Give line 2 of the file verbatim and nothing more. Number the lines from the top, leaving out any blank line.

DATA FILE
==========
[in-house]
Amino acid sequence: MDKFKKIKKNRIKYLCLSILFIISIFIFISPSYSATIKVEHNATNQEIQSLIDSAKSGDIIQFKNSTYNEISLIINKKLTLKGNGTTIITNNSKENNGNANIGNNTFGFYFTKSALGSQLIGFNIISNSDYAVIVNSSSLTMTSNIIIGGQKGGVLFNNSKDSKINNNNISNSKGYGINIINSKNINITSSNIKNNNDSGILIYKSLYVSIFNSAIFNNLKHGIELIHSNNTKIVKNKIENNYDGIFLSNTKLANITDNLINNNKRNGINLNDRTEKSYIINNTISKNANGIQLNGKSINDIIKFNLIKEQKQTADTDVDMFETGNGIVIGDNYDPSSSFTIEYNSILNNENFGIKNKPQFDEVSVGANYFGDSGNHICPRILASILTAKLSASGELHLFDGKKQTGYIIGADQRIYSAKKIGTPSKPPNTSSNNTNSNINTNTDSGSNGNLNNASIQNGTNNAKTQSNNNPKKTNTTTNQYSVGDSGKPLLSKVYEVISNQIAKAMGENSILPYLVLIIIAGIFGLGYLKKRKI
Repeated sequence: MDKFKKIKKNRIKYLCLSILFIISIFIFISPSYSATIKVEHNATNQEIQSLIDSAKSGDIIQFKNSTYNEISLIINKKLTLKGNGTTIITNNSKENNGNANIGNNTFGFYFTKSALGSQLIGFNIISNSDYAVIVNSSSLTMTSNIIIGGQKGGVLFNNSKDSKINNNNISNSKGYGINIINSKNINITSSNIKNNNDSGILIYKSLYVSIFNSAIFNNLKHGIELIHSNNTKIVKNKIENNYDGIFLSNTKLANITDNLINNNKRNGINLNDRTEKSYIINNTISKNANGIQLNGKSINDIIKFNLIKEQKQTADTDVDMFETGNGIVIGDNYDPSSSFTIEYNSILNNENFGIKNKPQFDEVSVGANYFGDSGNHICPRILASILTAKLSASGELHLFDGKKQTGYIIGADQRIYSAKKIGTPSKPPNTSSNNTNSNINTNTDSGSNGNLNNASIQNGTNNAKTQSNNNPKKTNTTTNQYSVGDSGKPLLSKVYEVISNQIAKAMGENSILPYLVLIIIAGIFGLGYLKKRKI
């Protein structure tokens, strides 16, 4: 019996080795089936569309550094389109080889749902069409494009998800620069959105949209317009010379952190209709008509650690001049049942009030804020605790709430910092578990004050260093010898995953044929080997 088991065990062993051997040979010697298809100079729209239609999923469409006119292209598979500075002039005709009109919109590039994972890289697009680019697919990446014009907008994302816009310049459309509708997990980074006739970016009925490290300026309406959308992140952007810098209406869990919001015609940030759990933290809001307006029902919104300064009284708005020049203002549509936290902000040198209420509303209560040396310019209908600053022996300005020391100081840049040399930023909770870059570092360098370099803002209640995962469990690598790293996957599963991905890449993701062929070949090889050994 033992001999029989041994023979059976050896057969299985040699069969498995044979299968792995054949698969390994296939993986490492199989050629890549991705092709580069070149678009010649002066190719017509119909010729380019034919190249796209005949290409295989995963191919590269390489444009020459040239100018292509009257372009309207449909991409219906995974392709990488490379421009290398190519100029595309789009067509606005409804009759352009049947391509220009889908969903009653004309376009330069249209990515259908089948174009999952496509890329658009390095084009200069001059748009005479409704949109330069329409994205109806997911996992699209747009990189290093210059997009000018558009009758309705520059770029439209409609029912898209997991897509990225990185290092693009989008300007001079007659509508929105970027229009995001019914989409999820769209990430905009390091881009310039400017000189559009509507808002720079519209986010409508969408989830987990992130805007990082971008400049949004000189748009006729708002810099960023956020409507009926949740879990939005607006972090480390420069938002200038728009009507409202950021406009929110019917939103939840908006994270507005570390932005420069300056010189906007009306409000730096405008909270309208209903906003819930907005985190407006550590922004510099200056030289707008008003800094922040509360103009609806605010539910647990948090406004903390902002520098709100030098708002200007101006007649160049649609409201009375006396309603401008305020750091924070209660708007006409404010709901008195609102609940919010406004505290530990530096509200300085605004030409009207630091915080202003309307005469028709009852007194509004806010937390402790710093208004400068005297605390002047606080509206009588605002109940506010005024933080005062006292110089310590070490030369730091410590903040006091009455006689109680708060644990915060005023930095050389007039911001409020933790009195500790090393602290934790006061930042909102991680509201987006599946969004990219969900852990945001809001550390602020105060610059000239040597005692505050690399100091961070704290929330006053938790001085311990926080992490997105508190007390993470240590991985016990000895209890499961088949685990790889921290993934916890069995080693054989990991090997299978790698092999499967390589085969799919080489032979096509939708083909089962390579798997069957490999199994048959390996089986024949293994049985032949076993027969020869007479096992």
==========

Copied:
Amino acid sequence: MDKFKKIKKNRIKYLCLSILFIISIFIFISPSYSATIKVEHNATNQEIQSLIDSAKSGDIIQFKNSTYNEISLIINKKLTLKGNGTTIITNNSKENNGNANIGNNTFGFYFTKSALGSQLIGFNIISNSDYAVIVNSSSLTMTSNIIIGGQKGGVLFNNSKDSKINNNNISNSKGYGINIINSKNINITSSNIKNNNDSGILIYKSLYVSIFNSAIFNNLKHGIELIHSNNTKIVKNKIENNYDGIFLSNTKLANITDNLINNNKRNGINLNDRTEKSYIINNTISKNANGIQLNGKSINDIIKFNLIKEQKQTADTDVDMFETGNGIVIGDNYDPSSSFTIEYNSILNNENFGIKNKPQFDEVSVGANYFGDSGNHICPRILASILTAKLSASGELHLFDGKKQTGYIIGADQRIYSAKKIGTPSKPPNTSSNNTNSNINTNTDSGSNGNLNNASIQNGTNNAKTQSNNNPKKTNTTTNQYSVGDSGKPLLSKVYEVISNQIAKAMGENSILPYLVLIIIAGIFGLGYLKKRKI